Following the report's adoption, the European Parliament's Panel for the Future of Science and Technology (STOA) held a high-level conference on academic freedom, “Academic Freedom – The state of a fundamental value for Europe,” which was initiated and hosted by Christian Ehler. The underlying theme of the conference centered on the acknowledgement that academic freedom should never be taken for granted. It serves as a persistent battleground, influenced by various political and societal interests, with violations and infringements on academic freedom existing today across the European Union. As a key participant in this discourse, the European Union plays a crucial role in creating a framework that not only safeguards academic freedom, but actively promotes it.
Sabine Döring, State Secretary of the Federal Ministry of Education and Research, Germany, offered an initial clarification by distinguishing ‘academic freedom’ from ‘freedom of expression’ – two fundamental concepts outlined in the Bonn Declaration. As she explained, freedom of expression relies on the principle of “epistemic openness,” while academic freedom is grounded in the principle of “epistemic quality.” Academic freedom, unlike freedom of expression, adheres to clearly defined academic standards which do not allow for “random interpretation” as it is founded in evidence-based truth and thus, does not allow for “academic cherry picking.”
In attendance at the conference was Anke Beck, head of public affairs and advocacy for Europe at Frontiers, who commented: “There is an urgent need to clearly consider academic freedom in all aspects. Only by doing so can we effectively address and navigate the complexities associated with safeguarding this fundamental value. Through our mission to make science fully open, Frontiers protects and promotes epistemic quality, that is not more and not less the standard of rigor, soundness, and reliability of the knowledge and information presented and communicated within scholarly contexts. It involves adhering to methodological and evidential standards, critically evaluating sources, and maintaining intellectual integrity to ensure the credibility and validity of academic discussions. Science thrives when it is free from political and financial constraints. This is why it is essential to secure the unrestricted sharing of and access to scientific knowledge. We encourage others to do the same and welcome opportunities for dialogue around academic freedom and epistemic quality, and how to best champion it.”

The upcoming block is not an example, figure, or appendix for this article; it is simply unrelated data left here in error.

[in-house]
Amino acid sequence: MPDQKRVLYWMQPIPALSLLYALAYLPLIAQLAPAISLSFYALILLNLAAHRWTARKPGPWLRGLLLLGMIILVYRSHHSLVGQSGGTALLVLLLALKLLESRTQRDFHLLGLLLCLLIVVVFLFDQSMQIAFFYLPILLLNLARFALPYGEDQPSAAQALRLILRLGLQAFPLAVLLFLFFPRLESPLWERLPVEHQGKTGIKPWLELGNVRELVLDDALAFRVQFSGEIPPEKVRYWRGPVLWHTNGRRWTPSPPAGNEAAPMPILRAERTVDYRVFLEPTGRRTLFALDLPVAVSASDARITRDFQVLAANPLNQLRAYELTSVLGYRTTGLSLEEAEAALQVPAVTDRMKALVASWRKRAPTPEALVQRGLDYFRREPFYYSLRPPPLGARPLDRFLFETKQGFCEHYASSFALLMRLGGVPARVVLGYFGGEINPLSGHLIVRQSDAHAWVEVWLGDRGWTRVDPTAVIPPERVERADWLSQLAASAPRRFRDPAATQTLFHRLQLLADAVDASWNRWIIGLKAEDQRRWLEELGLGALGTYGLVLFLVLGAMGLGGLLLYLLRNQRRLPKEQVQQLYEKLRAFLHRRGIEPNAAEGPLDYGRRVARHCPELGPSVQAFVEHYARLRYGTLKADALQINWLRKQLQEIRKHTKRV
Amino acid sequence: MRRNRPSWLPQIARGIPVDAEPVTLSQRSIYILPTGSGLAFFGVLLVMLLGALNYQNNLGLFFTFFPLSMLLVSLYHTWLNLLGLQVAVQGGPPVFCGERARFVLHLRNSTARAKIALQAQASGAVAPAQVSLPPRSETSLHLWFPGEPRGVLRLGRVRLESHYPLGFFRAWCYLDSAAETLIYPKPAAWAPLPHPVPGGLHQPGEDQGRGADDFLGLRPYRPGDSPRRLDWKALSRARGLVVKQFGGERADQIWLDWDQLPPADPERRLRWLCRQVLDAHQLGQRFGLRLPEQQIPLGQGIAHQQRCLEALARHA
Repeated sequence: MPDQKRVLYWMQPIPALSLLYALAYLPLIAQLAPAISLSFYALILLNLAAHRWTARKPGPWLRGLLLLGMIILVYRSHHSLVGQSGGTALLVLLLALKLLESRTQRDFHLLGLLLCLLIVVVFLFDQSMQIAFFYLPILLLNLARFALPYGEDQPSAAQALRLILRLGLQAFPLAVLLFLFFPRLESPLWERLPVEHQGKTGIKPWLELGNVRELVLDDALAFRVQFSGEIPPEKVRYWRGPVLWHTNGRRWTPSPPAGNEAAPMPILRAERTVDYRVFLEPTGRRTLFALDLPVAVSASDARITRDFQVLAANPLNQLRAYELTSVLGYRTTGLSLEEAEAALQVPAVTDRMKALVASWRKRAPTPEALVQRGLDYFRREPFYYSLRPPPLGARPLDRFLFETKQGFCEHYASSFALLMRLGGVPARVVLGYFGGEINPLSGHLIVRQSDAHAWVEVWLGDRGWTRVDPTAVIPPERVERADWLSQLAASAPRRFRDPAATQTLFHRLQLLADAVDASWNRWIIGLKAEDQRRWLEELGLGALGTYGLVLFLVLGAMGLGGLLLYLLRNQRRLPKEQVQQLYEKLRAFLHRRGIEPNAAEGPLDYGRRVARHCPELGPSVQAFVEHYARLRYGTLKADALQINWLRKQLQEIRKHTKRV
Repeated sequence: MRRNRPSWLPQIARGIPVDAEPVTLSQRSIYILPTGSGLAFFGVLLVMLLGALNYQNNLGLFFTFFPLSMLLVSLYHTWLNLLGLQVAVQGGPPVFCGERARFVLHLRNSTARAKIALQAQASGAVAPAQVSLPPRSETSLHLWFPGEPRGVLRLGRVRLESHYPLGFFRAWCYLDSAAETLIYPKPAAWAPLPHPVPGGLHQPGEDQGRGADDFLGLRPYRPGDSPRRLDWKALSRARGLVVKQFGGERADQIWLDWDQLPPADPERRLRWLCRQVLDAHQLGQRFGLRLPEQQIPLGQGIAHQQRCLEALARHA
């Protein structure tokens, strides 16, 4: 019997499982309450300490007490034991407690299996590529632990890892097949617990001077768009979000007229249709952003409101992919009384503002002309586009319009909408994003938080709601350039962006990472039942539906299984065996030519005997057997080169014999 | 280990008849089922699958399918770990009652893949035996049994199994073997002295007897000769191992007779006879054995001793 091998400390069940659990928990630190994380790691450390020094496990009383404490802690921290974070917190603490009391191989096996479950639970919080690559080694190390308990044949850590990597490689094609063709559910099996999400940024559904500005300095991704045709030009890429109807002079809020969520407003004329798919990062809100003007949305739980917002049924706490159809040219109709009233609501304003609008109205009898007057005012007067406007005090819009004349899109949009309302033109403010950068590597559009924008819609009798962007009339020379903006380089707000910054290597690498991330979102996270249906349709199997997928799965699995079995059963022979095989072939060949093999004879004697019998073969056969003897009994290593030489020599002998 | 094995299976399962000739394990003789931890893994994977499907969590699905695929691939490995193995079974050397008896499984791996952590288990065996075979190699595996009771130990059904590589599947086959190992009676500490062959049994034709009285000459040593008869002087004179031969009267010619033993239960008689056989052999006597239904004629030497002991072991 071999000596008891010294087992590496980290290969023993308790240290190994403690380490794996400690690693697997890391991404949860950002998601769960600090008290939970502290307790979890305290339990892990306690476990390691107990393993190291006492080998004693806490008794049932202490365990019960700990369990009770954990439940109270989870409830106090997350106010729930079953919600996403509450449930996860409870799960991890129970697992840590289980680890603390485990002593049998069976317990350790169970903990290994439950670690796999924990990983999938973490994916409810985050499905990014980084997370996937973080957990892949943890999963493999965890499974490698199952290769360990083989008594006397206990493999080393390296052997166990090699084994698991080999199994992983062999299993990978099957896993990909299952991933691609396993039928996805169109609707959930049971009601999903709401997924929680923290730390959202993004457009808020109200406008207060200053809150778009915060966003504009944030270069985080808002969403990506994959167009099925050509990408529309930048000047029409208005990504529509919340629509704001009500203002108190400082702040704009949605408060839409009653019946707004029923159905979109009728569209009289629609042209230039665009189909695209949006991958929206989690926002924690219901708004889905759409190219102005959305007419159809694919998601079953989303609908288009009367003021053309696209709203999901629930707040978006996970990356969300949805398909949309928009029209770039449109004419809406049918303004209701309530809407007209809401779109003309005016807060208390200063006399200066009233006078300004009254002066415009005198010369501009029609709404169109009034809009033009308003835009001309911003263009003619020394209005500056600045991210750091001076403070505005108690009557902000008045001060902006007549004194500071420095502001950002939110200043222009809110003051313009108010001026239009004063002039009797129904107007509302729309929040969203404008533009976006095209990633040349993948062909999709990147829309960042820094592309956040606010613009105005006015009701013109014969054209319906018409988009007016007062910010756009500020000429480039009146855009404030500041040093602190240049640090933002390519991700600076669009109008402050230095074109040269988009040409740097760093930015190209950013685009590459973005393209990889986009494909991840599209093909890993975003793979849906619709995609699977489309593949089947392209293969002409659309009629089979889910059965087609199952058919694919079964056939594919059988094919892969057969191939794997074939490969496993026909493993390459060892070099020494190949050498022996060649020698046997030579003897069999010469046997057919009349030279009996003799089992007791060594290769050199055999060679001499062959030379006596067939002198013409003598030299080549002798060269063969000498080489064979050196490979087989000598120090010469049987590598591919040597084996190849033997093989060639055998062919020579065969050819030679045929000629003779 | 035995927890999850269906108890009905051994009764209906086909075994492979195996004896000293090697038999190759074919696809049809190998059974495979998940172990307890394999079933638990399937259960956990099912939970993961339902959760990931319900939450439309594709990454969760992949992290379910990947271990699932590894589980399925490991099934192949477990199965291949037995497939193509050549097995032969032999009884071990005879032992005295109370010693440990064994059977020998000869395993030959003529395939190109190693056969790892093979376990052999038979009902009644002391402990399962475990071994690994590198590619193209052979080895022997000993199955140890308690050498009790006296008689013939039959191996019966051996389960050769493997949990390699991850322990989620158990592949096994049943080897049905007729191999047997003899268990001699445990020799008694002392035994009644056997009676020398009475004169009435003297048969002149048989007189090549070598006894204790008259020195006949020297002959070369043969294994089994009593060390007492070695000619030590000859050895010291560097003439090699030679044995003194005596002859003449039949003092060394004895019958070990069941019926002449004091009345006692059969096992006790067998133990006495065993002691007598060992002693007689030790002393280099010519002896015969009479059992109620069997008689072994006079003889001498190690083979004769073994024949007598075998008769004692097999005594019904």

Frontiers is the 3rd most-cited scientific publisher on relative citation scores. We publish discoveries by the world’s top researchers. Scientists empower society and our mission is to accelerate scientific discovery by making science open. We place the researcher at the center of everything we do and enable the research community to develop the solutions we need to live healthy lives on a healthy planet. Featuring state of the art custom-built publishing technology, artificial intelligence, and rigorous quality standards, our research articles have been viewed more than 2.4 billion times, reflecting the power of research when it is open for all to read.